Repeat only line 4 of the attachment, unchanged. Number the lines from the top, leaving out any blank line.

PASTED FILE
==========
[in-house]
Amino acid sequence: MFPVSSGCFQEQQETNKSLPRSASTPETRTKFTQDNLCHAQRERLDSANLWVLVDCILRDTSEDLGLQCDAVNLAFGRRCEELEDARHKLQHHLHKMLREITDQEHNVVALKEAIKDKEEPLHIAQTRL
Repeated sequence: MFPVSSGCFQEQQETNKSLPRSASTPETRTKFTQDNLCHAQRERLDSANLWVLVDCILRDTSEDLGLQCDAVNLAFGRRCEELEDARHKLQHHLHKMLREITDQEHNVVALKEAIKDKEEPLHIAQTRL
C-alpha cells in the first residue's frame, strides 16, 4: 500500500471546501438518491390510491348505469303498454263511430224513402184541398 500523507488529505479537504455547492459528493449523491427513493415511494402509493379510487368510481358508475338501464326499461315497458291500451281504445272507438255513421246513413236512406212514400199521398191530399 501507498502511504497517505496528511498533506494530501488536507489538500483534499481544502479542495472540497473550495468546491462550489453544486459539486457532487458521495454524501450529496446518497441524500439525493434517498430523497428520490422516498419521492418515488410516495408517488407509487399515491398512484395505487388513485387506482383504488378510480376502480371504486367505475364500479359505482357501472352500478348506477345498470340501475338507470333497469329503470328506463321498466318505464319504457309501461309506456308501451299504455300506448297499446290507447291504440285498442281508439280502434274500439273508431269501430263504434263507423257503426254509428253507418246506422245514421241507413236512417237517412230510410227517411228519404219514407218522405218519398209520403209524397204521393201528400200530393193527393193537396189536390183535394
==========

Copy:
C-alpha cells in the first residue's frame, strides 16, 4: 500500500471546501438518491390510491348505469303498454263511430224513402184541398 500523507488529505479537504455547492459528493449523491427513493415511494402509493379510487368510481358508475338501464326499461315497458291500451281504445272507438255513421246513413236512406212514400199521398191530399 501507498502511504497517505496528511498533506494530501488536507489538500483534499481544502479542495472540497473550495468546491462550489453544486459539486457532487458521495454524501450529496446518497441524500439525493434517498430523497428520490422516498419521492418515488410516495408517488407509487399515491398512484395505487388513485387506482383504488378510480376502480371504486367505475364500479359505482357501472352500478348506477345498470340501475338507470333497469329503470328506463321498466318505464319504457309501461309506456308501451299504455300506448297499446290507447291504440285498442281508439280502434274500439273508431269501430263504434263507423257503426254509428253507418246506422245514421241507413236512417237517412230510410227517411228519404219514407218522405218519398209520403209524397204521393201528400200530393193527393193537396189536390183535394